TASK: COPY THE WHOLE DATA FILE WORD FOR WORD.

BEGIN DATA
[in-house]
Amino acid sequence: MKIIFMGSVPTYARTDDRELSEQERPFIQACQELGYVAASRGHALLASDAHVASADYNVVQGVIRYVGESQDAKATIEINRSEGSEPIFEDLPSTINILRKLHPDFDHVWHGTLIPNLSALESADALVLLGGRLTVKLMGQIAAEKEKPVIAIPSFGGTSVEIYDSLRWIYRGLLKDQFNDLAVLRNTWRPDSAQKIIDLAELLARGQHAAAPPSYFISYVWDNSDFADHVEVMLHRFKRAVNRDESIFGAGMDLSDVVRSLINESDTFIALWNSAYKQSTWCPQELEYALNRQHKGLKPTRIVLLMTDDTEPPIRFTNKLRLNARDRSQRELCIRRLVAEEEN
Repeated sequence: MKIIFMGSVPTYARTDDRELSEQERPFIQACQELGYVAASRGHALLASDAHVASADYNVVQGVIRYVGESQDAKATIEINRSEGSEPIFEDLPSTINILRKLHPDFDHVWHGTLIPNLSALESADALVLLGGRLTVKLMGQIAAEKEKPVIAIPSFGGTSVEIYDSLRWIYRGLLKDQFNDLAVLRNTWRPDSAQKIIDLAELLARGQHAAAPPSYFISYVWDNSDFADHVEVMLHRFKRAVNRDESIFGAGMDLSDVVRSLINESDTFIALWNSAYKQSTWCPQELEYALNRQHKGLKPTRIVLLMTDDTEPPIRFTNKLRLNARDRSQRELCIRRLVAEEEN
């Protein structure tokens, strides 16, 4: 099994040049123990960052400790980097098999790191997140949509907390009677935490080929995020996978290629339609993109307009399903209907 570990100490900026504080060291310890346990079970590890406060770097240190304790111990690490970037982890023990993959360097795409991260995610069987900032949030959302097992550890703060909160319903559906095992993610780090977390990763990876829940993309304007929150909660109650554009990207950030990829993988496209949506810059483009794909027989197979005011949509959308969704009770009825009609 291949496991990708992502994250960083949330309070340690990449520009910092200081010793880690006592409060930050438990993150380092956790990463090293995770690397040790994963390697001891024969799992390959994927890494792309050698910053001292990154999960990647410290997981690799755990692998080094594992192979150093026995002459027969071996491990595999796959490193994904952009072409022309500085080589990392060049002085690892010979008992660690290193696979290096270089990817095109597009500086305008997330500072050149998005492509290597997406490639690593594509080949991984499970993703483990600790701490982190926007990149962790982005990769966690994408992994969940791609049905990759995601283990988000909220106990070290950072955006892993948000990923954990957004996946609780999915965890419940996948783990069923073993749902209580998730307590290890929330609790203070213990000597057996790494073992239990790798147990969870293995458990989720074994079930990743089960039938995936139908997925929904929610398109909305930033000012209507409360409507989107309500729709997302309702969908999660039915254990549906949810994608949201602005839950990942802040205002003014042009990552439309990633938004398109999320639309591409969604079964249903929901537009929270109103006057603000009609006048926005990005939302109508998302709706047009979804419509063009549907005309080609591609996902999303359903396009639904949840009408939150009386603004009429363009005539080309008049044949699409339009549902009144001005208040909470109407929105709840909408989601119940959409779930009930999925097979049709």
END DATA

[in-house]
Amino acid sequence: MKIIFMGSVPTYARTDDRELSEQERPFIQACQELGYVAASRGHALLASDAHVASADYNVVQGVIRYVGESQDAKATIEINRSEGSEPIFEDLPSTINILRKLHPDFDHVWHGTLIPNLSALESADALVLLGGRLTVKLMGQIAAEKEKPVIAIPSFGGTSVEIYDSLRWIYRGLLKDQFNDLAVLRNTWRPDSAQKIIDLAELLARGQHAAAPPSYFISYVWDNSDFADHVEVMLHRFKRAVNRDESIFGAGMDLSDVVRSLINESDTFIALWNSAYKQSTWCPQELEYALNRQHKGLKPTRIVLLMTDDTEPPIRFTNKLRLNARDRSQRELCIRRLVAEEEN
Repeated sequence: MKIIFMGSVPTYARTDDRELSEQERPFIQACQELGYVAASRGHALLASDAHVASADYNVVQGVIRYVGESQDAKATIEINRSEGSEPIFEDLPSTINILRKLHPDFDHVWHGTLIPNLSALESADALVLLGGRLTVKLMGQIAAEKEKPVIAIPSFGGTSVEIYDSLRWIYRGLLKDQFNDLAVLRNTWRPDSAQKIIDLAELLARGQHAAAPPSYFISYVWDNSDFADHVEVMLHRFKRAVNRDESIFGAGMDLSDVVRSLINESDTFIALWNSAYKQSTWCPQELEYALNRQHKGLKPTRIVLLMTDDTEPPIRFTNKLRLNARDRSQRELCIRRLVAEEEN
């Protein structure tokens, strides 16, 4: 099994040049123990960052400790980097098999790191997140949509907390009677935490080929995020996978290629339609993109307009399903209907 570990100490900026504080060291310890346990079970590890406060770097240190304790111990690490970037982890023990993959360097795409991260995610069987900032949030959302097992550890703060909160319903559906095992993610780090977390990763990876829940993309304007929150909660109650554009990207950030990829993988496209949506810059483009794909027989197979005011949509959308969704009770009825009609 291949496991990708992502994250960083949330309070340690990449520009910092200081010793880690006592409060930050438990993150380092956790990463090293995770690397040790994963390697001891024969799992390959994927890494792309050698910053001292990154999960990647410290997981690799755990692998080094594992192979150093026995002459027969071996491990595999796959490193994904952009072409022309500085080589990392060049002085690892010979008992660690290193696979290096270089990817095109597009500086305008997330500072050149998005492509290597997406490639690593594509080949991984499970993703483990600790701490982190926007990149962790982005990769966690994408992994969940791609049905990759995601283990988000909220106990070290950072955006892993948000990923954990957004996946609780999915965890419940996948783990069923073993749902209580998730307590290890929330609790203070213990000597057996790494073992239990790798147990969870293995458990989720074994079930990743089960039938995936139908997925929904929610398109909305930033000012209507409360409507989107309500729709997302309702969908999660039915254990549906949810994608949201602005839950990942802040205002003014042009990552439309990633938004398109999320639309591409969604079964249903929901537009929270109103006057603000009609006048926005990005939302109508998302709706047009979804419509063009549907005309080609591609996902999303359903396009639904949840009408939150009386603004009429363009005539080309008049044949699409339009549902009144001005208040909470109407929105709840909408989601119940959409779930009930999925097979049709």